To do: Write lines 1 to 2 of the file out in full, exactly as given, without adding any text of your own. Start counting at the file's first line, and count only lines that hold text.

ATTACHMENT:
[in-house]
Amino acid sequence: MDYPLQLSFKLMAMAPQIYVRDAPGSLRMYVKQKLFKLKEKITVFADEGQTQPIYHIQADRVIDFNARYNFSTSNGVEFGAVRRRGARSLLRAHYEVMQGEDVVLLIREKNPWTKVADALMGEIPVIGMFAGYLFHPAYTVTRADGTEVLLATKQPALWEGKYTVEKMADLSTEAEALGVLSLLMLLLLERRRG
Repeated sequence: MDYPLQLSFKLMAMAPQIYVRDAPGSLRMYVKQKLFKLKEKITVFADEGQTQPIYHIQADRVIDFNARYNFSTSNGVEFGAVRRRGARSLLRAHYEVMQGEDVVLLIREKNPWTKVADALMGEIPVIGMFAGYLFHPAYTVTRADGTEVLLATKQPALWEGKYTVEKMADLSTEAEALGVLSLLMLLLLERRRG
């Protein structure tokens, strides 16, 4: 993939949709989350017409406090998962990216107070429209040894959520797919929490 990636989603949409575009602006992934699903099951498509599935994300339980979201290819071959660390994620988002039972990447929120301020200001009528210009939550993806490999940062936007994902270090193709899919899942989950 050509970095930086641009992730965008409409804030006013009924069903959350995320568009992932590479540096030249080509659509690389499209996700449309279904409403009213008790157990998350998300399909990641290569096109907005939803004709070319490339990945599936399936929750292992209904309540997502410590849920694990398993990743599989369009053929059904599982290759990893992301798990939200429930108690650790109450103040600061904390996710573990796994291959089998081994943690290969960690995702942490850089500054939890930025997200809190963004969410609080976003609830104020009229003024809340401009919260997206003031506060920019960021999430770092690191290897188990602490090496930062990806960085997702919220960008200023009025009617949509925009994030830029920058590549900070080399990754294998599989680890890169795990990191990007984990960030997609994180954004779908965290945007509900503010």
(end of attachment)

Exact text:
[in-house]
Amino acid sequence: MDYPLQLSFKLMAMAPQIYVRDAPGSLRMYVKQKLFKLKEKITVFADEGQTQPIYHIQADRVIDFNARYNFSTSNGVEFGAVRRRGARSLLRAHYEVMQGEDVVLLIREKNPWTKVADALMGEIPVIGMFAGYLFHPAYTVTRADGTEVLLATKQPALWEGKYTVEKMADLSTEAEALGVLSLLMLLLLERRRG